Glu Mobile held its Q3 earnings call on October 30th. The tone of the call was upbeat; Glu’s recent title, Deer Hunter 2014, has held a leading position in the App Store for both the Top Free Downloaded and Top Grossing charts since launching on September 17th.
And indeed, the performance of Deer Hunter 2014 contributed to the company’s better-than-expected Q3 results: its non-GAAP smartphone revenues of $21.3MM were above the high end of its guidance range in Q2, leading to a non-GAAP net loss of $4.7MM (or $0.07 / share), which, likewise, beat its guidance range in Q2.
Some other interesting data points from Glu’s earnings call:
- Deer Hunter 2014’s peak DAU was more than 2x the company’s previous peak DAU record
- Deer Hunter 2014 exhibits both a higher ARPDAU and per-user LTV than the company’s previous release in the Deer Hunter franchise, Deer Hunter Reloaded
- Glu’s four first-party launches in Q3 generated 18% of non-GAAP smartphone revenues
- Glu’s five largest titles generated 54% of non-GAAP total revenue in Q3
- Deer Hunter 2014 generated $2.7MM in Q3 ($2.5MM of which was generated after its global launch on September 17th), or 12% of non-GAAP smartphone revenues
These numbers don’t, at first blush, paint the picture of a product portfolio that’s exceptionally dominated (in terms of revenue) by a small number of titles; with its five largest titles generating only slightly more than half of total revenues, Glu’s business appears reasonably diversified.
And given better-than-expected Q3 results, Glu’s earning call – which highlighted a robust product roadmap for Q1 2014 – alluded to a reversal in fortunes for the company, providing revenue guidance for the 4th quarter in the range of $31.5 – $32.5, representing quarter-over-quarter growth of 44%.
Why, then, in the two days following the call, did Glu’s stock price drop by nearly 14% from its October 29th closing price of $3.91?
Because Deer Hunter 2014 generated 12% of Glu’s Q3 non-GAAP smartphone revenues in just 14 days.
Normalizing the revenue generated by Glu’s non-Deer Hunter 2014 titles for the quarter, Deer Hunter 2014 – which delivered, on average, $178.5K per day after launch in Q3 – represents nearly half of daily revenues from September 17th through the end of the quarter.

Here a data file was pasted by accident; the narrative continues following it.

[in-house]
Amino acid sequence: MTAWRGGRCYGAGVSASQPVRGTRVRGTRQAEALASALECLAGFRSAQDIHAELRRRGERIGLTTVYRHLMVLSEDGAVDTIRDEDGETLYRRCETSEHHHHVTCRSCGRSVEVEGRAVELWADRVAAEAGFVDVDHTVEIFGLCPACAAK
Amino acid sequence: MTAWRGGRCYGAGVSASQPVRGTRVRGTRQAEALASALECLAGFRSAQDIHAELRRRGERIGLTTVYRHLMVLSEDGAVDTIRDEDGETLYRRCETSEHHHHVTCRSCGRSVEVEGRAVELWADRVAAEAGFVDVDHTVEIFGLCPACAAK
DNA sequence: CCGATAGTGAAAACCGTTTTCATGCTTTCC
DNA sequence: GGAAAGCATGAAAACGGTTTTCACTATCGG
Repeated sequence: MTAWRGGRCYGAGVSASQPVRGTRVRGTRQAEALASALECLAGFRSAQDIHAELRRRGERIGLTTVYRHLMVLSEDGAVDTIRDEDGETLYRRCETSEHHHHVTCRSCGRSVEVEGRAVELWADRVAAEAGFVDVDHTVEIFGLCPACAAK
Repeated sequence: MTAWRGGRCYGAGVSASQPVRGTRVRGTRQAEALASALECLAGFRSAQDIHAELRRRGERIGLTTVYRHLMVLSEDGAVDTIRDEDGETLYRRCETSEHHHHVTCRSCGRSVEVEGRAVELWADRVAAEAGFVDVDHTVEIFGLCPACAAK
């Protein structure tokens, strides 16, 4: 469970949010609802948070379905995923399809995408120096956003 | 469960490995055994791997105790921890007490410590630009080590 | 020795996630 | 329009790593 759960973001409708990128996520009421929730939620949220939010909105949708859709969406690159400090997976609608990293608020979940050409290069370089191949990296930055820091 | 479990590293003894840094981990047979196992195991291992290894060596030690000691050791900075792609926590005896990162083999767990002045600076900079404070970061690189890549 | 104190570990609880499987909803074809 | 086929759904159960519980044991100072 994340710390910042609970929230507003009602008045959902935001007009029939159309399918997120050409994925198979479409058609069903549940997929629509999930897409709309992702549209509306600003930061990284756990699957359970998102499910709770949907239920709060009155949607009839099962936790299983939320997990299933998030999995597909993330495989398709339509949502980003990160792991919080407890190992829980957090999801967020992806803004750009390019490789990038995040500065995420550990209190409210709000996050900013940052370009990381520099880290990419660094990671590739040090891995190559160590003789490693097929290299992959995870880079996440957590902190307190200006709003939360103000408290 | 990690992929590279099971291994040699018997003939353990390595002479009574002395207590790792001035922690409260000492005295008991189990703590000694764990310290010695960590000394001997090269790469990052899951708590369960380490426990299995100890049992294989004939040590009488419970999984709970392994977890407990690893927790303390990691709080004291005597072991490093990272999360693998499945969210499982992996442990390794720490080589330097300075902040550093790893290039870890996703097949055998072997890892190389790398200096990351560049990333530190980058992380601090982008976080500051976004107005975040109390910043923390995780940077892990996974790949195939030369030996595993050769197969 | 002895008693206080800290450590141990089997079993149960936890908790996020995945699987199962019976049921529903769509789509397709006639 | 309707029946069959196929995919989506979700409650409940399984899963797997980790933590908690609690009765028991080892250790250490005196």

This is consummate revenue concentration: one new title nearly doubling overall smartphone revenues in the two weeks following launch.
What’s more, Glu recognized sales and marketing expenditure in its 10-Q of $5.36MM – or nearly double the revenue generated by Deer Hunter 2014. Given that all of Glu’s first-party releases in Q3 generated 18% of revenues – or 6% more than what Deer Hunter 2014 generated alone – it can safely be assumed that the majority of that marketing expense was dedicated to achieving and maintaining chart position for Deer Hunter.
This is the public markets paradox for free-to-play gaming companies, a trap in which nothing but astronomical hit game revenues can move a stock price upward.
Free-to-play gaming returns are hit-driven: companies pursue a portfolio of projects in the hope that one or two of them per year will break out and make up for the development costs of the remainder. But for public free-to-play gaming companies, the magnitude of the hit determines the direction of stock movement. “Lesser hits” – or hit games that don’t shift aggregate revenues by an order of magnitude but still make up a significant proportion of the company’s total revenues – are punished following earnings reports.
Glu’s problem in this regard could be the perception that it is stuck in a vicious cycle of lesser hits: Deer Hunter 2014 broke out, but only with the assistance of a massive marketing campaign that can’t be deemed profitable based only on the company’s Q3 10-Q, and not in a meaningful enough way to fundamentally alter the state of the company’s balance sheet and provide operational security for the next 1-2 years.
Had Deer Hunter magnified the company’s total daily revenues by 10, drastically altering Glu’s medium-term growth prospects and ability to invest in new projects, the public may have responded differently to Glu’s stock. But because Deer Hunter 2014 “merely” doubled total daily revenue, Glu can’t be seen to have entered onto a different trajectory than that which it has occupied since the growth of its quarterly net losses began accelerating a year ago, in Q3 2012.